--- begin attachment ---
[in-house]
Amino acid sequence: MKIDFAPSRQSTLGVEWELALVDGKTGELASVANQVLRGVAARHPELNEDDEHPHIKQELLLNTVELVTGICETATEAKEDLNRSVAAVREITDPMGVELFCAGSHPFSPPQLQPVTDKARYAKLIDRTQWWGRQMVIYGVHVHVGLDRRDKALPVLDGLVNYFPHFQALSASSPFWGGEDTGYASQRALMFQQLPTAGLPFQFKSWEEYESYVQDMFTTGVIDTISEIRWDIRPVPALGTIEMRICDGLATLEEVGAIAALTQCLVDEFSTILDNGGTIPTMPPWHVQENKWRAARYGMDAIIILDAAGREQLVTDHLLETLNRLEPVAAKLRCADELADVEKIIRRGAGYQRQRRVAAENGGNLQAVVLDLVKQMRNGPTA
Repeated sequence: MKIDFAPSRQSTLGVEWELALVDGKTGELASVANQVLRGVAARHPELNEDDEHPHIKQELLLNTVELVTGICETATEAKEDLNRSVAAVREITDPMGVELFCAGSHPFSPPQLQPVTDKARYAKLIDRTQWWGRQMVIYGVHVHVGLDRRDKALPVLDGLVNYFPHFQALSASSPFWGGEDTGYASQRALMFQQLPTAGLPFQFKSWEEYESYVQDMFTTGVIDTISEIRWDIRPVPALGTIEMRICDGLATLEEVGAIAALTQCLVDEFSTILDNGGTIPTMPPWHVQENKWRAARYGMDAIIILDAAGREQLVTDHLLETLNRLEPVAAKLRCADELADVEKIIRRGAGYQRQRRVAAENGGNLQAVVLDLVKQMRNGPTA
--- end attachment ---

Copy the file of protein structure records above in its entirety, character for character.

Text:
[in-house]
Amino acid sequence: MKIDFAPSRQSTLGVEWELALVDGKTGELASVANQVLRGVAARHPELNEDDEHPHIKQELLLNTVELVTGICETATEAKEDLNRSVAAVREITDPMGVELFCAGSHPFSPPQLQPVTDKARYAKLIDRTQWWGRQMVIYGVHVHVGLDRRDKALPVLDGLVNYFPHFQALSASSPFWGGEDTGYASQRALMFQQLPTAGLPFQFKSWEEYESYVQDMFTTGVIDTISEIRWDIRPVPALGTIEMRICDGLATLEEVGAIAALTQCLVDEFSTILDNGGTIPTMPPWHVQENKWRAARYGMDAIIILDAAGREQLVTDHLLETLNRLEPVAAKLRCADELADVEKIIRRGAGYQRQRRVAAENGGNLQAVVLDLVKQMRNGPTA
Repeated sequence: MKIDFAPSRQSTLGVEWELALVDGKTGELASVANQVLRGVAARHPELNEDDEHPHIKQELLLNTVELVTGICETATEAKEDLNRSVAAVREITDPMGVELFCAGSHPFSPPQLQPVTDKARYAKLIDRTQWWGRQMVIYGVHVHVGLDRRDKALPVLDGLVNYFPHFQALSASSPFWGGEDTGYASQRALMFQQLPTAGLPFQFKSWEEYESYVQDMFTTGVIDTISEIRWDIRPVPALGTIEMRICDGLATLEEVGAIAALTQCLVDEFSTILDNGGTIPTMPPWHVQENKWRAARYGMDAIIILDAAGREQLVTDHLLETLNRLEPVAAKLRCADELADVEKIIRRGAGYQRQRRVAAENGGNLQAVVLDLVKQMRNGPTA